7 Ways for Parents, Grandparents and Seniors to Leave a Profound LegacySubmitted by Reby Advisors | Certified Financial Planners | Danbury, CT on September 12th, 2019
By Patrick Doherty, CFP®, September 13, 2019
Leaving a profound legacy: it’s a timeless goal that gets even more important to us when we become parents, grandparents and advance in age.
However, legacy goals are as diverse as human interests. What we decide to leave behind to loved ones—and the causes we care about—often goes beyond money, and differs vastly from one person and family to the next. Words of wisdom, religious values, treasured family stories and even generations-old cooking recipes are just a few examples.
What steps can we take now to ensure we leave the legacy of our choosing?
Here are seven action items beyond the estate planning documents checklist to reach your non-monetary legacy goals:
1. Make Your Future Medical Decisions & Give Your Family Peace
How can a person make their own medical decisions even when they’re on their deathbed? It’s simple: write them out ahead of time. Unfortunately, many people haven’t created a living will or any of its alternatives. Many people haven’t even heard of a POLST, or Physician Orders for Life-Sustaining Treatment. And most people, if asked, will have a strong opinion about DNR (do not resuscitate)—yet they might not have it officially documented.
These types of documents are important not only for your end-of-life comfort and autonomy, but also for the peace of mind of your loved ones. You don’t want them to have to wonder whether they’re doing the right thing as far as medical decisions. Making your wishes known takes a tremendous burden off your family, allowing them to grieve with less pain and guilt.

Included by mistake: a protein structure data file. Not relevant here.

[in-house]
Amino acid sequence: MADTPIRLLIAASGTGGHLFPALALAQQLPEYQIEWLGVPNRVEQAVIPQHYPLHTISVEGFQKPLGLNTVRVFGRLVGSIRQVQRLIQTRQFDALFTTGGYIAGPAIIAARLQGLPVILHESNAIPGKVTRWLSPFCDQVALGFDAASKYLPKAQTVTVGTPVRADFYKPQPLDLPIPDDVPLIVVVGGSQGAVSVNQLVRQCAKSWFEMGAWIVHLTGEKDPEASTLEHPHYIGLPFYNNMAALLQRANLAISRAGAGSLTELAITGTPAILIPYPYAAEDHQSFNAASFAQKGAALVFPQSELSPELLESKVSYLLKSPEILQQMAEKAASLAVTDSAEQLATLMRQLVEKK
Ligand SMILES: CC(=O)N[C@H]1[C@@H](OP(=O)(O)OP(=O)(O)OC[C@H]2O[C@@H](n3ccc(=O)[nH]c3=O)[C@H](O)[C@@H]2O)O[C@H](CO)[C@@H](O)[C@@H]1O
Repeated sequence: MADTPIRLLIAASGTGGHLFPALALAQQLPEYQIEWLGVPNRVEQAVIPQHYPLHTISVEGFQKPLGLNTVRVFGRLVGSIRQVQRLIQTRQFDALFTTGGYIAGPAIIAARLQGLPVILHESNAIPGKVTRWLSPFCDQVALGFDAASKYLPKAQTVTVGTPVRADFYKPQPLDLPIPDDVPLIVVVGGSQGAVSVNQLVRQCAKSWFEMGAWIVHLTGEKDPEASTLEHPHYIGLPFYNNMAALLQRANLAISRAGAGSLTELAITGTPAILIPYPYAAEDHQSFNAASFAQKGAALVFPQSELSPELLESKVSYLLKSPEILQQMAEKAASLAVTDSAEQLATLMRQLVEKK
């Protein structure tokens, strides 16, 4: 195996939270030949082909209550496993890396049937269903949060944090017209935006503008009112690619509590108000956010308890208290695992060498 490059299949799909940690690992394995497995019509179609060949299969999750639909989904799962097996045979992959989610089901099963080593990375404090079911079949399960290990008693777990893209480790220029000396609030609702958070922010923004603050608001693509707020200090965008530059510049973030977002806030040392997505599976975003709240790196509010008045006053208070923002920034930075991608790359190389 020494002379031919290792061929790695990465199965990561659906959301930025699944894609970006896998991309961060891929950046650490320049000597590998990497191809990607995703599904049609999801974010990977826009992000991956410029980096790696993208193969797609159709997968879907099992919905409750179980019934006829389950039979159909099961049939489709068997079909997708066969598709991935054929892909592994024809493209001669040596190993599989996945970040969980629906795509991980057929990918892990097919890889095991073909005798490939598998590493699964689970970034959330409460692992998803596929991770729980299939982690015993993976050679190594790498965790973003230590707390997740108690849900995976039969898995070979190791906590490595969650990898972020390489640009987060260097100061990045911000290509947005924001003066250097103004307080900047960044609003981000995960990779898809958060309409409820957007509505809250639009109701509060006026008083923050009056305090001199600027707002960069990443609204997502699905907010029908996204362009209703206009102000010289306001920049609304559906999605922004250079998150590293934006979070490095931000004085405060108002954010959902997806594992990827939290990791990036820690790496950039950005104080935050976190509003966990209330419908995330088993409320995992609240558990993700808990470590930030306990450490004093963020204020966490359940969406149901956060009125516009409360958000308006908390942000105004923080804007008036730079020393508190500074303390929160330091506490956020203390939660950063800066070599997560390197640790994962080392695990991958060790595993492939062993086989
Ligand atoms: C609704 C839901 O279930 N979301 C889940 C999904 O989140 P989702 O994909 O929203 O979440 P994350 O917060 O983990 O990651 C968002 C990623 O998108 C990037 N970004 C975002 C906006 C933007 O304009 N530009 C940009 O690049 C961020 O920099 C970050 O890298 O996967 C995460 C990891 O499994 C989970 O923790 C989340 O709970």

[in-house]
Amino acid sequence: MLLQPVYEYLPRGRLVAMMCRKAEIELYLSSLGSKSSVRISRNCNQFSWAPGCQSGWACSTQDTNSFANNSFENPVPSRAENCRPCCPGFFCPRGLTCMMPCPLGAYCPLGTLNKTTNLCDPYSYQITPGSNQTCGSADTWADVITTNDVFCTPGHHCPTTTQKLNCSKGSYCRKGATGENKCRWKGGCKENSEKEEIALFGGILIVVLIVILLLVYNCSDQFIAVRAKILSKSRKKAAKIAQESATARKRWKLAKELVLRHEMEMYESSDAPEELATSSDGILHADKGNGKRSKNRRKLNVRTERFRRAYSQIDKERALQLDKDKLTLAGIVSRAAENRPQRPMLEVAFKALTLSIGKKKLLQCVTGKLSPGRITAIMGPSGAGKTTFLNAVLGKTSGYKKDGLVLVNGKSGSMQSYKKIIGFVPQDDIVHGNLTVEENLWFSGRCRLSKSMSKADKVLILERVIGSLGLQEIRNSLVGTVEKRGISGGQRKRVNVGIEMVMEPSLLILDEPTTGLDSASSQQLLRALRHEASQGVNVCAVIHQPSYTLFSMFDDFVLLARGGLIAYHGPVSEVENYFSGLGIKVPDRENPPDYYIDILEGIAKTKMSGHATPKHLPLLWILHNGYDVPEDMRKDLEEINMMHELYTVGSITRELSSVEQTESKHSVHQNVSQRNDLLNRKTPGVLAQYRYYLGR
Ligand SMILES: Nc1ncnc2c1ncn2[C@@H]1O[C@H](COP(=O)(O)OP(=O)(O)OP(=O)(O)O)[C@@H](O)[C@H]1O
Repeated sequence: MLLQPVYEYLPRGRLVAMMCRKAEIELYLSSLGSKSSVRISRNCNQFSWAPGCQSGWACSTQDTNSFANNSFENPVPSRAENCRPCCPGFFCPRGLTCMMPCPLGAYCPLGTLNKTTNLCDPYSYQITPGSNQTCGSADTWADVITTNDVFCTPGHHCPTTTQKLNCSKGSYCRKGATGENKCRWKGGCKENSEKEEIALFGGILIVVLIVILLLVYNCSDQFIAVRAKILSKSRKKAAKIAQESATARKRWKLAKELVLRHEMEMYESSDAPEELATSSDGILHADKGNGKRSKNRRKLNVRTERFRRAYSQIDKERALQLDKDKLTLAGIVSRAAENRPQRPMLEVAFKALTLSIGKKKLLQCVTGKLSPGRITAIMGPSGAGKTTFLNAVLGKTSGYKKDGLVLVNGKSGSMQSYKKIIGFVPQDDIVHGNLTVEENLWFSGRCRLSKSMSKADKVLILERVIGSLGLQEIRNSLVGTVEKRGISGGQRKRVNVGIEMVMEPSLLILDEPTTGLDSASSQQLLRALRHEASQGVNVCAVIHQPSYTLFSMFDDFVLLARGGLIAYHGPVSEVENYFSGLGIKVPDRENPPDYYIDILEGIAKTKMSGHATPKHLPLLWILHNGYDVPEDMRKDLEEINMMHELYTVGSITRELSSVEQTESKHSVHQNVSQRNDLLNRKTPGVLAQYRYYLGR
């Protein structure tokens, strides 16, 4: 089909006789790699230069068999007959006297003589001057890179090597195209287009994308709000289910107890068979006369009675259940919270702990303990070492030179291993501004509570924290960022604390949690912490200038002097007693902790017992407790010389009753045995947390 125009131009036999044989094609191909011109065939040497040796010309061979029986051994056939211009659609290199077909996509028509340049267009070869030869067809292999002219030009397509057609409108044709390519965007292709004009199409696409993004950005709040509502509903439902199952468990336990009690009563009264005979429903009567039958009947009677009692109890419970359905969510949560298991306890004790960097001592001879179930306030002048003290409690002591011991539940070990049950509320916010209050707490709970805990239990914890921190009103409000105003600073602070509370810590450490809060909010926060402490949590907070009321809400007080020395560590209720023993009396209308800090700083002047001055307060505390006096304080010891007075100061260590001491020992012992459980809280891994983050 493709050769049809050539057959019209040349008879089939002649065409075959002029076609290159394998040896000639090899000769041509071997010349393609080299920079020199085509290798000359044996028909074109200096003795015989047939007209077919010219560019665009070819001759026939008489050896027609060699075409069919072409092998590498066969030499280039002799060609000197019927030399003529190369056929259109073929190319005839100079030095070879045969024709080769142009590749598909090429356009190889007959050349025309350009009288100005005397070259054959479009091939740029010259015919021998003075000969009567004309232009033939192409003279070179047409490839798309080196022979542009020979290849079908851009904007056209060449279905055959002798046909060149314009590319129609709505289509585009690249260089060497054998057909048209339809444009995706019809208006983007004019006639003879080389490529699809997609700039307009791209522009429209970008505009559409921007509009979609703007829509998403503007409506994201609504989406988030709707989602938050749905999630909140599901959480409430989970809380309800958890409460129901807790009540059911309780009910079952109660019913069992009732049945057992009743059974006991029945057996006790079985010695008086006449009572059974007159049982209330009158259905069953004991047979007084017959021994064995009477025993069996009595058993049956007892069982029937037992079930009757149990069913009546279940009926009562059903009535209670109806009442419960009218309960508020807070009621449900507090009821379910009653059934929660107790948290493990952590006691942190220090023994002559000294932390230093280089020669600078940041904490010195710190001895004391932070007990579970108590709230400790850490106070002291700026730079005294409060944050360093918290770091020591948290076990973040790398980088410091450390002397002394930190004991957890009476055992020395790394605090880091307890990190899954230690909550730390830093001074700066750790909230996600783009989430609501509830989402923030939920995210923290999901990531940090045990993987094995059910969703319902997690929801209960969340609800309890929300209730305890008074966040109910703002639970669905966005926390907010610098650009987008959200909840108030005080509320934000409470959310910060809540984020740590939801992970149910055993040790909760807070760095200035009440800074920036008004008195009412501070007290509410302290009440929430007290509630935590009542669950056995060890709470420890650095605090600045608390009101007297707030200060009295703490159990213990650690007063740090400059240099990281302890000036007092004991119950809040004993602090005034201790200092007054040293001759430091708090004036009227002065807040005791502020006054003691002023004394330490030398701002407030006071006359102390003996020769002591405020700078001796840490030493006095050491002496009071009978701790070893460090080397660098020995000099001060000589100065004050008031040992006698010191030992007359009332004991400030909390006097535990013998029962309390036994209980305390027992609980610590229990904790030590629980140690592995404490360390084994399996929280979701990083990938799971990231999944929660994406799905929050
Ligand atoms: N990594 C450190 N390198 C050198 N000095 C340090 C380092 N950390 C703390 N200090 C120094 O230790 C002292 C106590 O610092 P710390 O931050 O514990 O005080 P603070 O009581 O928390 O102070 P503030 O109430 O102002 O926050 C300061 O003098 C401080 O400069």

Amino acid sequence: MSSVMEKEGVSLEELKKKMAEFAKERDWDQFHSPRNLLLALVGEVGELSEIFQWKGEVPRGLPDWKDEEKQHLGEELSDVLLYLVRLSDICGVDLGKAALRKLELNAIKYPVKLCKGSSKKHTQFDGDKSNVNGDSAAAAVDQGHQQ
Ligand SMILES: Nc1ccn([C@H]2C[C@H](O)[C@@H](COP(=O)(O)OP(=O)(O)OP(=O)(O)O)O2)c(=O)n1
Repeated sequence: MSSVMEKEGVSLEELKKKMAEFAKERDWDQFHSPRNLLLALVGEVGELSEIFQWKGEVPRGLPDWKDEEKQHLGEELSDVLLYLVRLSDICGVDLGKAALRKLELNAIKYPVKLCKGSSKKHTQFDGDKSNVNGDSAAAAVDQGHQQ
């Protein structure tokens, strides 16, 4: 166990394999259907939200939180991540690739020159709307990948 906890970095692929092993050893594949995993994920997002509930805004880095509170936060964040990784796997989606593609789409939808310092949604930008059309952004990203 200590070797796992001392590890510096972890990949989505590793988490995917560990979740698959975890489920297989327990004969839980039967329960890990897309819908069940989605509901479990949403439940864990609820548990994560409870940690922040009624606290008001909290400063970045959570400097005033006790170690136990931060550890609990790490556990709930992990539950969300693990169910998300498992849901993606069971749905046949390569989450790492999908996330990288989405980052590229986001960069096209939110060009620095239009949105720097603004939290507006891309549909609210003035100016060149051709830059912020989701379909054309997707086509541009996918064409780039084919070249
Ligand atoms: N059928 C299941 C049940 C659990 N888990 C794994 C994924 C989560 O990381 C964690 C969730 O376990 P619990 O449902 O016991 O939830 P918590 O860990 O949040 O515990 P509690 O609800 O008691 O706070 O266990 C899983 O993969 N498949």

There are many different forms available, including a living will, POLST, and DNR. These orders will become a part of your permanent medical record and any doctor who treats you will have an ethical obligation to abide by them.
2. Don’t Rely on Your Driver’s License When it Comes to Organ Donation
Organ donation is a highly individual decision. Some people are strongly in favor of donating their organs, while others are uncomfortable with the idea or have religious beliefs that strongly discourage organ donation.
You’ve probably already made this decision on your driver’s license, but if you want to make the decision truly binding, you’ll also need to fill out the National Organ Donor Registry. This ensures that no one can override the decision stated on your driver’s license.
3. Get the Most Important Refrigerator Magnet You’ll Ever Own
It’s impossible for your wishes to be carried out if no one knows about them. In the event that your loved ones or medical care providers need access to your emergency information, a File of Life makes this info easily accessible. You can get a refrigerator magnet, window decal, and a card for your wallet with all the most important information. You can get a free File of Life online, at medical centers, from local community groups, and at many city emergency departments.
4. Have Loving, Honest Conversations with Your Family and Loved Ones